God’s Diminishing Power

God’s Diminishing Power January 9, 2015

In the beginning … God walked in the Garden of Eden like an ordinary supernatural Joe. He dropped by Abraham’s for a cup of coffee and a chat. He didn’t know what was up in Sodom and Gomorrah and had to send out angelic scouts for reconnaissance: “I will go down and see if what they have done is as bad as the outcry that has reached me” (Genesis 18:20–21). God didn’t know the depths of Abraham’s faith and had to test it. Afterward Abraham proved willing to sacrifice Isaac, he says, “Now I know that you fear God, because you have not withheld from me your son” (Gen. 22:12).

But, like Stalin gradually collecting titles, God has now become omniscient and omnipotent. He’s gone from needing six days to shape a world from Play-Doh and sprinkle tiny stars in the dome of heaven to creating 100 billion galaxies, each with 100 billion stars.

If you want to double check your math, that’s 6,000,000,000,000,000,000,000,000,000,000,000,000,000,000,000,000,000 kg of universe.

If God is to change with time, you’d think that his biblical demonstrations of power would likewise increase with time, but the reverse is true. From creating the universe, he’s weakened such that appearing in a grilled cheese sandwich as Jesus is about as much as he can pull off today. He has the fiery reputation of the Wizard of Oz but is now just the man behind the curtain.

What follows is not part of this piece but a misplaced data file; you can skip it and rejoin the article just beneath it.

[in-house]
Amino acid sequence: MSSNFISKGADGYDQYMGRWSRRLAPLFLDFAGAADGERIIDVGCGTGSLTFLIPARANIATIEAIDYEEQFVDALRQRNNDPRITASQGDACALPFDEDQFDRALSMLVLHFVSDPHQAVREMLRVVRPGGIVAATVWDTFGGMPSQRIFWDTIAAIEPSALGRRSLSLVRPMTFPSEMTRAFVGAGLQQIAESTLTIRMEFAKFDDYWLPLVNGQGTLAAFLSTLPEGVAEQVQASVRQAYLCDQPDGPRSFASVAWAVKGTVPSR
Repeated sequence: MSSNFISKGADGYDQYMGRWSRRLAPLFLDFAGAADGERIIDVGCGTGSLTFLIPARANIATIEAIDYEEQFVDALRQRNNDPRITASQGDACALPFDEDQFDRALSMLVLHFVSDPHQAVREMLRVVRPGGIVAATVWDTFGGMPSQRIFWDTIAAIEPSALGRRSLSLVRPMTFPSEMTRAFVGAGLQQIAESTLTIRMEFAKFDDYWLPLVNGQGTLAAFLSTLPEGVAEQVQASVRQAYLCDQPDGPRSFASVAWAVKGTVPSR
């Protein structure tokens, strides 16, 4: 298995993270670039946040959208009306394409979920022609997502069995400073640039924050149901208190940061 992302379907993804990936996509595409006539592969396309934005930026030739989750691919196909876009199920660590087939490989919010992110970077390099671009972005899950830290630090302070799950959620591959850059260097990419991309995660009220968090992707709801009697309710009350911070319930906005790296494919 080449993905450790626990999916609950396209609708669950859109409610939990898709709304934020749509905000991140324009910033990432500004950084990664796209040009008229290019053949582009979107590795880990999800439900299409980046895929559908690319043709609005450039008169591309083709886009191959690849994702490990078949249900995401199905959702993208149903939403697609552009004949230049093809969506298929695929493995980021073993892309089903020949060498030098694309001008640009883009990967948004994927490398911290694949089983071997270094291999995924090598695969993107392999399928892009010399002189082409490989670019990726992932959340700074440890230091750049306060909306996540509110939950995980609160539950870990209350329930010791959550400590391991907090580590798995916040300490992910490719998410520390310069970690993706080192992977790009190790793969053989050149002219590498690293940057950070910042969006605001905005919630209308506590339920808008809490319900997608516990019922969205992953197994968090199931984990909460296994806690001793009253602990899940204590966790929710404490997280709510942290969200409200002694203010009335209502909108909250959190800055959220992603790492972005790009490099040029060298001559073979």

Even God’s punishments became wimpier. A global flood, with millions dead is pretty badass. Personally smiting Sodom and Gomorrah is impressive, though that’s a big step down in magnitude.

And it’s downhill from there—God simply orders the destruction of Canaanite cities, and to punish Israel and Judah, he doesn’t do it himself but allows Assyria and then Babylon to invade. As Jesus, he doesn’t kick much more butt than cursing a fig tree, and today he simply stands by to let bad things happen.

It’s almost like the Bible is mythology and legend, and God’s followers have boosted their own self-image by boosting the image of their god.

I do not feel obliged to believe that the same God
who has endowed us with sense, reason, and intellect
has intended us to forgo their use.
— Galileo Galilei

(This is an update of a post that originally appeared 8/4/12.)

Photo credit:Why There is no God

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